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Letters to the editor, July 29

Don’t fear the lawyer

And so it begins, the “us-against-them” battle until November. Personally, I’m reveling in the hoopla. This, hopefully, will be democracy in action, the likes of which is seldom seen in apathetic Denton (a condition I’ve long been surprised about considering the fact that there are two universities in town).

Now, down to brass tacks. Surely, people realize that banning fracking doesn’t take mineral rights away from property owners. Oil has been obtained from the ground long before fracking came into being.

Surely, people have been reading about structure-damaging earthquakes in Oklahoma City — wasn’t happening until fracking started.

Surely, people realize that splitting the earth’s crust and forcing toxic chemicals into it can’t be a good thing no matter how much money it may make. After all, what good will money be if this town is poisoned or shaken to death? Oh wait, most of the people for fracking don’t live here, do they?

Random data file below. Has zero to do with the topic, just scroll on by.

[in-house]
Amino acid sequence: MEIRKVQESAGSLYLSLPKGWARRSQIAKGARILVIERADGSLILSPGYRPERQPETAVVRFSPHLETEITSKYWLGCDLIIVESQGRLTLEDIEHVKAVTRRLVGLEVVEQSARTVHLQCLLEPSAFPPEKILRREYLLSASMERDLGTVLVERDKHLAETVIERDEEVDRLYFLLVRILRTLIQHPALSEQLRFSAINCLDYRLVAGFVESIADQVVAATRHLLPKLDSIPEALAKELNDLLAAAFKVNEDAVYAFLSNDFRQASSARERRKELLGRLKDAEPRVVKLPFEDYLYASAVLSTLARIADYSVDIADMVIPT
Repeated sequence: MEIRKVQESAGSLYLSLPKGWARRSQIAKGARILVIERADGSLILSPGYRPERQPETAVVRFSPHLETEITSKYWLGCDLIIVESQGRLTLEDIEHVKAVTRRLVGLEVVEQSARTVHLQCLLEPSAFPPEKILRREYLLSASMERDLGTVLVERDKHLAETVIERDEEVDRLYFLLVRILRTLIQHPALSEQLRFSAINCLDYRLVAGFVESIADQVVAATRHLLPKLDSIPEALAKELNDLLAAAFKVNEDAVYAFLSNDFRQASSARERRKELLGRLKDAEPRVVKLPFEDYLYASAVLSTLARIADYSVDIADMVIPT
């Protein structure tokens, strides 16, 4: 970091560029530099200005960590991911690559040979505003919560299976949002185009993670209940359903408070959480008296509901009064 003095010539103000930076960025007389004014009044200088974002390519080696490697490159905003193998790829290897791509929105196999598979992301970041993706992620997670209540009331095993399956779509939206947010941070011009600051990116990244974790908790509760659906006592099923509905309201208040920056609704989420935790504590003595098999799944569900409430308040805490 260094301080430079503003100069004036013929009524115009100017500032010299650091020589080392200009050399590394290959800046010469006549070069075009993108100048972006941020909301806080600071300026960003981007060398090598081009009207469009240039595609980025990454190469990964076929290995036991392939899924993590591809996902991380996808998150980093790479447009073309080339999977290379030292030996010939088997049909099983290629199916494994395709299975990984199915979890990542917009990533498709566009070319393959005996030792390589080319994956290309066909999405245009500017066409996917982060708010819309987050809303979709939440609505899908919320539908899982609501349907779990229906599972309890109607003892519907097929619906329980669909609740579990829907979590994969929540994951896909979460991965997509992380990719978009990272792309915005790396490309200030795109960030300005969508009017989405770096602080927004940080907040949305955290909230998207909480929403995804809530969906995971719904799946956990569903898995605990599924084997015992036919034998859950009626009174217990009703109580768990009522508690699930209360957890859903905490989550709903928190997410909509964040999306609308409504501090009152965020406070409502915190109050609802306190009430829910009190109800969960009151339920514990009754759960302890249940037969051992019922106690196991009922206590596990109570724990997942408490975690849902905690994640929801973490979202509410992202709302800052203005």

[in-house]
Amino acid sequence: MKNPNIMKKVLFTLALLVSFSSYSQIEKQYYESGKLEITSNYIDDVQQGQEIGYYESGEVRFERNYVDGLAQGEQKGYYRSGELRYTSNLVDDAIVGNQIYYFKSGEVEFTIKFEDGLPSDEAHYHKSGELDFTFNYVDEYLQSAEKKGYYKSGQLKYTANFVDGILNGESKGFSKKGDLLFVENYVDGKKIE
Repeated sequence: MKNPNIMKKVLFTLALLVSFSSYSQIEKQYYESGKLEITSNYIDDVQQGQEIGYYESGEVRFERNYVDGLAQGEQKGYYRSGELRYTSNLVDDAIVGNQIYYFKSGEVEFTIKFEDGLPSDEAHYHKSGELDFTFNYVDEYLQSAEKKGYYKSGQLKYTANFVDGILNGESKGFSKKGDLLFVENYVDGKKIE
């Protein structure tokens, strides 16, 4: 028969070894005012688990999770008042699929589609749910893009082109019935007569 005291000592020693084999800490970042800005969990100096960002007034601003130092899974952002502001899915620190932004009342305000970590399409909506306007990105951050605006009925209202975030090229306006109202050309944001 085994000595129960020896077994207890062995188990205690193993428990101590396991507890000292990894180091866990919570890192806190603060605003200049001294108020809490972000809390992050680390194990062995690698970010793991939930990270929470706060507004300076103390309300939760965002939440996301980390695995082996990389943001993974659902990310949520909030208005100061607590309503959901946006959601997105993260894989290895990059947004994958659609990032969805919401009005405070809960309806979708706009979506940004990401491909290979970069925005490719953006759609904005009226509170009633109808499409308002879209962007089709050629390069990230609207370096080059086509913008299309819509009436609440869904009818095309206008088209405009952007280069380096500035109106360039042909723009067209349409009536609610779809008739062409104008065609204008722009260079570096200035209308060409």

Please, don’t let the fear of lawsuits be a reason to vote for fracking. Laws are fluid actions that can be changed. That’s what Supreme Courts are for.

Danna Zoltner,



Study up on fracking

Until two years ago, I was a healthy person. Since fracking began to increase exponentially in the city of Denton, I have developed COPD and pneumonia, have had numerous lung infections, been hospitalized four times, developed an aortic stenosis in my heart, and suffered from headaches and nosebleeds. I was one of the healthiest people in Denton until gas wells and fracking began, rode a 3-wheel bicycle everywhere until last year. I was known as the Bicycle Lady.

I retired 3 1/2 years ago from the University of North Texas. While the damage to me may be permanent, I would hate to see other people suffer from the effects of fracking, so I am 100 percent behind the ban on fracking in Denton.

This will come to a vote in the city of Denton in November, and you need to learn all you can about this situation before then. The long-term effects on our health, our air quality and our dwindling water supply are appalling.

Nancy Fitz-Gerald Viens,